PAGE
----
What would the role of government be if, as expected, Tony Abbott wins Saturday’s election? What do Australians expect of government in 2013? AAP/Alan Porritt

Election 2013 Essays: What is government for?

Election 2013 Essays: As the federal election campaign draws to a close, The Conversation asked eminent thinkers to reflect on the state of the nation and the challenges Australia – and whichever party…
Health minister Tanya Plibersek and shadow health minister Peter Dutton shake hands at the conclusion of the health debate at the National Press Club. Penny Bradfield/AAP

Health debate echoes past and shows no vision for more reform

Today, the National Press Club hosted a debate between minister for health Tanya Plibersek and shadow minister Peter Dutton. I went to Canberra for the show and what was outstanding about this debate was…
Worrying about the number of medical intern places means we have lost sight of health priorities. Al Power

Should medical intern policy just be about numbers of places?

The issue of training places for new medical graduates was again in the news last week when Health Minister Tanya Plibersek announced A$8 million to expand medical intern places in rural private hospitals…
California isn’t just controlling its own emissions, but the emissions it benefits from. Kenneth Lu

California calling: Australia isn’t alone on carbon action

Australia will not be linking its emissions trading scheme to California any time soon. But Australia will have to increase its emissions reduction targets to between 15-25% below 2000 levels by 2020…
Public-private partnerships mean government s don’t have to pay the full capital costs of hospitals up front but they’re far from risk-free. Image from shutterstock.com

Public-private hospital partnerships are risky business

Public-private partnerships for new hospital developments are again in vogue in Australia, with recent announcements that Sydney’s new northern beaches hospital and the new Sunshine Coast University Hospital…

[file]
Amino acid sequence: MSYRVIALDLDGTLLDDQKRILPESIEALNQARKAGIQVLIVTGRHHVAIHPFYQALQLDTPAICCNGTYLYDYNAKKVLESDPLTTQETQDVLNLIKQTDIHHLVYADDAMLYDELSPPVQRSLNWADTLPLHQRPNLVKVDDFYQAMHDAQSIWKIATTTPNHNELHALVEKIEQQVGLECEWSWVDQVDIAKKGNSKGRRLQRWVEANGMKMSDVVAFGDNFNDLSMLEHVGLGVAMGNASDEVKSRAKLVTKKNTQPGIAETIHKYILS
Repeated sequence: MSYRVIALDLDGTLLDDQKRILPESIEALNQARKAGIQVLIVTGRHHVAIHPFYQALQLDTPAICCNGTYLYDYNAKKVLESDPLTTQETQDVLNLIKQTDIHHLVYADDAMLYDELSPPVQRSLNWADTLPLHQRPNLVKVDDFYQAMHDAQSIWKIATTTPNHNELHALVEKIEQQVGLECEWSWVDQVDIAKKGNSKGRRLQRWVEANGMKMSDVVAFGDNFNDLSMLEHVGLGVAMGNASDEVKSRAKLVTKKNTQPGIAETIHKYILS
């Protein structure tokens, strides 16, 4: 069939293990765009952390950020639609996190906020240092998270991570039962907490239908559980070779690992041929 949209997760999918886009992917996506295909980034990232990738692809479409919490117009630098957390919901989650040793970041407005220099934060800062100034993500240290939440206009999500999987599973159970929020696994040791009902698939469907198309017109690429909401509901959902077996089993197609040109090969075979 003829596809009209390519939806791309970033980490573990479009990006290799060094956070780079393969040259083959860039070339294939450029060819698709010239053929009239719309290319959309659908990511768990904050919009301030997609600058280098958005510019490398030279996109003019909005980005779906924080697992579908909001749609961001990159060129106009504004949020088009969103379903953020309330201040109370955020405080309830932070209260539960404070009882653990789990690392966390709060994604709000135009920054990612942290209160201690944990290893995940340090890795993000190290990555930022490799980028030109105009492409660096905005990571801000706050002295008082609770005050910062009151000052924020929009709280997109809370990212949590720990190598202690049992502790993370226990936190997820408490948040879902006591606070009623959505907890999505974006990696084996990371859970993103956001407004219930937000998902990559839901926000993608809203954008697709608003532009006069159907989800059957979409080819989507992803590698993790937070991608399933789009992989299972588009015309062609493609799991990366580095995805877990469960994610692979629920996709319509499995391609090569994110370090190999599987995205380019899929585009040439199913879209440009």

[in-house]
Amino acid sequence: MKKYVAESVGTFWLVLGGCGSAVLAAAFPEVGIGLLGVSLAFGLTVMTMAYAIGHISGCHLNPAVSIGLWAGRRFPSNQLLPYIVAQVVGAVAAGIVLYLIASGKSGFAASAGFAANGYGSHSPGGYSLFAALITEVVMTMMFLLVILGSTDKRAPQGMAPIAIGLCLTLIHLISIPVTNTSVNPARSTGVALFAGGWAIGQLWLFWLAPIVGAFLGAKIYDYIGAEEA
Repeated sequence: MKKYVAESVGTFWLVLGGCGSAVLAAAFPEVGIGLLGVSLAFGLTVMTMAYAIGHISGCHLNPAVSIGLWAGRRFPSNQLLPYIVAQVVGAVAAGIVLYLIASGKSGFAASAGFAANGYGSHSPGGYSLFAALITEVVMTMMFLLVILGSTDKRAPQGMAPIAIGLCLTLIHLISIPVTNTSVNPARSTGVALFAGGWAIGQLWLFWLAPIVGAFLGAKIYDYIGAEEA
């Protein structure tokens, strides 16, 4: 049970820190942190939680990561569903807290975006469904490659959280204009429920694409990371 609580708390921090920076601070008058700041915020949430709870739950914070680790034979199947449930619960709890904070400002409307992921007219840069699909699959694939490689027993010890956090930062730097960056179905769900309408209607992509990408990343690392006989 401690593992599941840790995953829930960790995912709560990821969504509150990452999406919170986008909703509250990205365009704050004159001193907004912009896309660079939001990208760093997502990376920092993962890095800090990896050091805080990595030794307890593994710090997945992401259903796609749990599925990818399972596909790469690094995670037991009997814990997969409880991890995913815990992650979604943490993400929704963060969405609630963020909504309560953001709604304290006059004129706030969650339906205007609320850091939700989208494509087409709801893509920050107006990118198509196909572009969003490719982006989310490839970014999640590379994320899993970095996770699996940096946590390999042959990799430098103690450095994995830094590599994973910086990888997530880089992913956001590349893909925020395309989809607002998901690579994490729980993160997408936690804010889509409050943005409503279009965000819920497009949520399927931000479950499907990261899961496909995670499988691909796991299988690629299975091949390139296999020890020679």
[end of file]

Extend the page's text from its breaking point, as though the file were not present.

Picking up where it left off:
The increase in medical graduates means there’s not enough internships to allow them to practice. So who is given priority and why? Doctor image from www.shutterstock.com

FactCheck: are international medical graduates given priority over Australian doctors?

“At the moment, we’ve got international graduates who are getting preference over Australian doctors in some states.” - Australian Medical Association president Steve Hambleton, National Press Club Address…
Despite our anxiety, the world isn’t likely to end when the boom does. Wikimedia Commons

How we learnt to stop worrying and love the boom

The biggest mining boom in Australian history since the gold rush of the 1850s is about to change shape. The investment phase of the boom, which has seen A$400 billion invested in the last decade, is tapering…
We’re comfortable buying things we can touch, but we can get used to a market in intangibles. Jeremy Brooks

Can there be a ‘free market’ in carbon?

Many are puzzled by the political theory of carbon markets. Why does the Institute for Public Affairs – a libertarian think tank – oppose a market in carbon? Tim Wilson, for example, thinks that private…
A new report shows that universities that conduct a large amount of research aren’t necessarily better at teaching. Lecture image from www.shutterstock.com

Is university research good for teaching?

Australian higher education is dominated by its universities, and therefore by institutions that have dual teaching and research missions. There is a long debate about whether these two activities complement…